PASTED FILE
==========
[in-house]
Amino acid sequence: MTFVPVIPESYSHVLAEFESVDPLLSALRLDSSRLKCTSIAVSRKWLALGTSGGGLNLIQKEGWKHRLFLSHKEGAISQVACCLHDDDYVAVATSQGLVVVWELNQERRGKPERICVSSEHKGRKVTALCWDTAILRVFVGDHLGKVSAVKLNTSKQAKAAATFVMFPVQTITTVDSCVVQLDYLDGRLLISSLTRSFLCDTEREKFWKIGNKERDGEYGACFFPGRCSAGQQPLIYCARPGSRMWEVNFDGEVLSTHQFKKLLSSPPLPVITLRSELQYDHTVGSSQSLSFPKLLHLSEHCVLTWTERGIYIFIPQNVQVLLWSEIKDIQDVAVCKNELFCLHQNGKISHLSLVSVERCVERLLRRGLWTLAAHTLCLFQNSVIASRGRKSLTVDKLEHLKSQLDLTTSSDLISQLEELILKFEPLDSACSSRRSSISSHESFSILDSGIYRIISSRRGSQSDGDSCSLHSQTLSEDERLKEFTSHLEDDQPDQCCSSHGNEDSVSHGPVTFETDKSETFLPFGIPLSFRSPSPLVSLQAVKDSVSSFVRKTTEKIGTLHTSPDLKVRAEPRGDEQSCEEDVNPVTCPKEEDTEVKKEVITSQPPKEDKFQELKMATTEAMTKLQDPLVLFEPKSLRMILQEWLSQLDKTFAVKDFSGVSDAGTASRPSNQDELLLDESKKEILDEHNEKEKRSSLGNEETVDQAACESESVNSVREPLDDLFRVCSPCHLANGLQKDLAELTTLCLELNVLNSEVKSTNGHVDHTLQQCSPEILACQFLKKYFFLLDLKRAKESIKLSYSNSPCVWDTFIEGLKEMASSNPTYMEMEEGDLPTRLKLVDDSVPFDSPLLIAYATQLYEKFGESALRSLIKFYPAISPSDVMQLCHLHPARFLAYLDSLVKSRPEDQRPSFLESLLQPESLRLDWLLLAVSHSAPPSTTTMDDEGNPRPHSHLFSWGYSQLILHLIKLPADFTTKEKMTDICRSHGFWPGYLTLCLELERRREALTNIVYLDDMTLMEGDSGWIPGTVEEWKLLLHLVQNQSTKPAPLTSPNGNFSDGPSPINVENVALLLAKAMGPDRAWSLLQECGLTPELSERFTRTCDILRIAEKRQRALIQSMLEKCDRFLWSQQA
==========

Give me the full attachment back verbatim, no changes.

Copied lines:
[in-house]
Amino acid sequence: MTFVPVIPESYSHVLAEFESVDPLLSALRLDSSRLKCTSIAVSRKWLALGTSGGGLNLIQKEGWKHRLFLSHKEGAISQVACCLHDDDYVAVATSQGLVVVWELNQERRGKPERICVSSEHKGRKVTALCWDTAILRVFVGDHLGKVSAVKLNTSKQAKAAATFVMFPVQTITTVDSCVVQLDYLDGRLLISSLTRSFLCDTEREKFWKIGNKERDGEYGACFFPGRCSAGQQPLIYCARPGSRMWEVNFDGEVLSTHQFKKLLSSPPLPVITLRSELQYDHTVGSSQSLSFPKLLHLSEHCVLTWTERGIYIFIPQNVQVLLWSEIKDIQDVAVCKNELFCLHQNGKISHLSLVSVERCVERLLRRGLWTLAAHTLCLFQNSVIASRGRKSLTVDKLEHLKSQLDLTTSSDLISQLEELILKFEPLDSACSSRRSSISSHESFSILDSGIYRIISSRRGSQSDGDSCSLHSQTLSEDERLKEFTSHLEDDQPDQCCSSHGNEDSVSHGPVTFETDKSETFLPFGIPLSFRSPSPLVSLQAVKDSVSSFVRKTTEKIGTLHTSPDLKVRAEPRGDEQSCEEDVNPVTCPKEEDTEVKKEVITSQPPKEDKFQELKMATTEAMTKLQDPLVLFEPKSLRMILQEWLSQLDKTFAVKDFSGVSDAGTASRPSNQDELLLDESKKEILDEHNEKEKRSSLGNEETVDQAACESESVNSVREPLDDLFRVCSPCHLANGLQKDLAELTTLCLELNVLNSEVKSTNGHVDHTLQQCSPEILACQFLKKYFFLLDLKRAKESIKLSYSNSPCVWDTFIEGLKEMASSNPTYMEMEEGDLPTRLKLVDDSVPFDSPLLIAYATQLYEKFGESALRSLIKFYPAISPSDVMQLCHLHPARFLAYLDSLVKSRPEDQRPSFLESLLQPESLRLDWLLLAVSHSAPPSTTTMDDEGNPRPHSHLFSWGYSQLILHLIKLPADFTTKEKMTDICRSHGFWPGYLTLCLELERRREALTNIVYLDDMTLMEGDSGWIPGTVEEWKLLLHLVQNQSTKPAPLTSPNGNFSDGPSPINVENVALLLAKAMGPDRAWSLLQECGLTPELSERFTRTCDILRIAEKRQRALIQSMLEKCDRFLWSQQA